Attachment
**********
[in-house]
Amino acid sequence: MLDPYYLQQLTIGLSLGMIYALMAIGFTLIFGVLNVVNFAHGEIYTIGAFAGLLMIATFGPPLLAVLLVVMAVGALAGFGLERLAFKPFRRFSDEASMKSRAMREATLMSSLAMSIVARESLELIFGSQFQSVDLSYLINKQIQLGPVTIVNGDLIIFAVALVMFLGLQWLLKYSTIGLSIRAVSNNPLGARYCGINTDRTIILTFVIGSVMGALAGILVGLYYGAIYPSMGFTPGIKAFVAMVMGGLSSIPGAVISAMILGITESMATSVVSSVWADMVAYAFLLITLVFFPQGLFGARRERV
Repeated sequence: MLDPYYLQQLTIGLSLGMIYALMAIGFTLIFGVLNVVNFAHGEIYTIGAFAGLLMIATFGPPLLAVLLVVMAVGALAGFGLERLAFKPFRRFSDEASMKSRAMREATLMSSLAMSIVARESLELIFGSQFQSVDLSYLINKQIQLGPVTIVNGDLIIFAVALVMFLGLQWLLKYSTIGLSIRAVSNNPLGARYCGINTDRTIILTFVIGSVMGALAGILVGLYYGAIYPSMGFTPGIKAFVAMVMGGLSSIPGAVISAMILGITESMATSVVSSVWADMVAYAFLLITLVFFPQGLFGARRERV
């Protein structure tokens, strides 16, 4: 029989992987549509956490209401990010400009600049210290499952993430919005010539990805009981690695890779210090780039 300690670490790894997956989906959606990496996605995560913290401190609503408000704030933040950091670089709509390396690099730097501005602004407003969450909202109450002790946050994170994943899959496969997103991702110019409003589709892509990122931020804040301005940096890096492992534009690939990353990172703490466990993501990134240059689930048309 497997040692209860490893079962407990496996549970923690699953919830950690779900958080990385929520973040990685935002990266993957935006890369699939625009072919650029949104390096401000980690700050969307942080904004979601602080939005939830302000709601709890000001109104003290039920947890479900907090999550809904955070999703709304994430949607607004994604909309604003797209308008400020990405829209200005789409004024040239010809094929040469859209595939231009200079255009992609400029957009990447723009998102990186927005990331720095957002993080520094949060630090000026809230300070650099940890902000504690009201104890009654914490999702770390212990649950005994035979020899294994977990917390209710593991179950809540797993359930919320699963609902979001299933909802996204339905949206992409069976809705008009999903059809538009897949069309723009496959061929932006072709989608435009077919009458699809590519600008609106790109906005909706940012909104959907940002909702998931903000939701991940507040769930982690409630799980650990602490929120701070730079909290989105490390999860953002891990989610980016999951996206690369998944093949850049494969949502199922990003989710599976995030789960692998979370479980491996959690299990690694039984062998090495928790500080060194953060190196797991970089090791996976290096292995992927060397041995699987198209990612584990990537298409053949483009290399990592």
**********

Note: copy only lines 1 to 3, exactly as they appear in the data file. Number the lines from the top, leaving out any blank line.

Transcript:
[in-house]
Amino acid sequence: MLDPYYLQQLTIGLSLGMIYALMAIGFTLIFGVLNVVNFAHGEIYTIGAFAGLLMIATFGPPLLAVLLVVMAVGALAGFGLERLAFKPFRRFSDEASMKSRAMREATLMSSLAMSIVARESLELIFGSQFQSVDLSYLINKQIQLGPVTIVNGDLIIFAVALVMFLGLQWLLKYSTIGLSIRAVSNNPLGARYCGINTDRTIILTFVIGSVMGALAGILVGLYYGAIYPSMGFTPGIKAFVAMVMGGLSSIPGAVISAMILGITESMATSVVSSVWADMVAYAFLLITLVFFPQGLFGARRERV
Repeated sequence: MLDPYYLQQLTIGLSLGMIYALMAIGFTLIFGVLNVVNFAHGEIYTIGAFAGLLMIATFGPPLLAVLLVVMAVGALAGFGLERLAFKPFRRFSDEASMKSRAMREATLMSSLAMSIVARESLELIFGSQFQSVDLSYLINKQIQLGPVTIVNGDLIIFAVALVMFLGLQWLLKYSTIGLSIRAVSNNPLGARYCGINTDRTIILTFVIGSVMGALAGILVGLYYGAIYPSMGFTPGIKAFVAMVMGGLSSIPGAVISAMILGITESMATSVVSSVWADMVAYAFLLITLVFFPQGLFGARRERV